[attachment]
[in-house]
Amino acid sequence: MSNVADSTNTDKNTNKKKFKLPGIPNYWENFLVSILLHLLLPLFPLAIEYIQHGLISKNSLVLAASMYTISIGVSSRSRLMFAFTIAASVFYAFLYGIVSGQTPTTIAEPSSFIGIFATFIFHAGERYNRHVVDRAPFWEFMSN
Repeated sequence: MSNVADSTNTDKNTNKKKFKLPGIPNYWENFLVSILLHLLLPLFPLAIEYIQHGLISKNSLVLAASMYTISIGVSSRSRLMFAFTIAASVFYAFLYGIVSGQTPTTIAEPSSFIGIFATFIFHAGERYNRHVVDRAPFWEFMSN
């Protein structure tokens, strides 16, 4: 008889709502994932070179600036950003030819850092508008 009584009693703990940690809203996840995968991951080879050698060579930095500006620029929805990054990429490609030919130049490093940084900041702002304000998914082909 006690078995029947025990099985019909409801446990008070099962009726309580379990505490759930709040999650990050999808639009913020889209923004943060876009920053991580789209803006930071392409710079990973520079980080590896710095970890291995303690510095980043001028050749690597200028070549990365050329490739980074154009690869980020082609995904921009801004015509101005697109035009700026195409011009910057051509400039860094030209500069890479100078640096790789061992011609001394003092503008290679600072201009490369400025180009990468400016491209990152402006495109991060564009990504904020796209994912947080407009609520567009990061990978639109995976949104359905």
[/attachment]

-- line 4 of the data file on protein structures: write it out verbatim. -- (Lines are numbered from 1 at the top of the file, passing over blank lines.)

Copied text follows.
């Protein structure tokens, strides 16, 4: 008889709502994932070179600036950003030819850092508008 009584009693703990940690809203996840995968991951080879050698060579930095500006620029929805990054990429490609030919130049490093940084900041702002304000998914082909 006690078995029947025990099985019909409801446990008070099962009726309580379990505490759930709040999650990050999808639009913020889209923004943060876009920053991580789209803006930071392409710079990973520079980080590896710095970890291995303690510095980043001028050749690597200028070549990365050329490739980074154009690869980020082609995904921009801004015509101005697109035009700026195409011009910057051509400039860094030209500069890479100078640096790789061992011609001394003092503008290679600072201009490369400025180009990468400016491209990152402006495109991060564009990504904020796209994912947080407009609520567009990061990978639109995976949104359905």